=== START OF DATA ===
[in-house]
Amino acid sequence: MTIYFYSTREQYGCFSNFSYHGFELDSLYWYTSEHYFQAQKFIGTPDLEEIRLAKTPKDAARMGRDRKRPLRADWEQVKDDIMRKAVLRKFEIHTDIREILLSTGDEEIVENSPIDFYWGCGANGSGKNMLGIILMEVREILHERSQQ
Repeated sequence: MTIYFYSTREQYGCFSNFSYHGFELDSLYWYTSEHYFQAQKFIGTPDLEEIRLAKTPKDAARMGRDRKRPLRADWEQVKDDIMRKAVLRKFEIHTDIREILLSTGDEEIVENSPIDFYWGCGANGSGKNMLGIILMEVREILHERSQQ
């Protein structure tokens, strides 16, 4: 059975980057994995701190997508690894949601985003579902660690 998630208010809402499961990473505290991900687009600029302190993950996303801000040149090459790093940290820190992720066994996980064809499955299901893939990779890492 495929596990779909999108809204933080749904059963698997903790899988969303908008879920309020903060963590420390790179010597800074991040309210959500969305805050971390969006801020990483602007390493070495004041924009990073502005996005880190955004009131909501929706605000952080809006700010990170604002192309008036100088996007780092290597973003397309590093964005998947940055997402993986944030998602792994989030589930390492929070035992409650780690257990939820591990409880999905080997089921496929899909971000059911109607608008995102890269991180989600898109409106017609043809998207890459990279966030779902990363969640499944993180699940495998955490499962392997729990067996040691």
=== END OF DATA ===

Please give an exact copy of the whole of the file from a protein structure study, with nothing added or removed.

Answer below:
[in-house]
Amino acid sequence: MTIYFYSTREQYGCFSNFSYHGFELDSLYWYTSEHYFQAQKFIGTPDLEEIRLAKTPKDAARMGRDRKRPLRADWEQVKDDIMRKAVLRKFEIHTDIREILLSTGDEEIVENSPIDFYWGCGANGSGKNMLGIILMEVREILHERSQQ
Repeated sequence: MTIYFYSTREQYGCFSNFSYHGFELDSLYWYTSEHYFQAQKFIGTPDLEEIRLAKTPKDAARMGRDRKRPLRADWEQVKDDIMRKAVLRKFEIHTDIREILLSTGDEEIVENSPIDFYWGCGANGSGKNMLGIILMEVREILHERSQQ
């Protein structure tokens, strides 16, 4: 059975980057994995701190997508690894949601985003579902660690 998630208010809402499961990473505290991900687009600029302190993950996303801000040149090459790093940290820190992720066994996980064809499955299901893939990779890492 495929596990779909999108809204933080749904059963698997903790899988969303908008879920309020903060963590420390790179010597800074991040309210959500969305805050971390969006801020990483602007390493070495004041924009990073502005996005880190955004009131909501929706605000952080809006700010990170604002192309008036100088996007780092290597973003397309590093964005998947940055997402993986944030998602792994989030589930390492929070035992409650780690257990939820591990409880999905080997089921496929899909971000059911109607608008995102890269991180989600898109409106017609043809998207890459990279966030779902990363969640499944993180699940495998955490499962392997729990067996040691």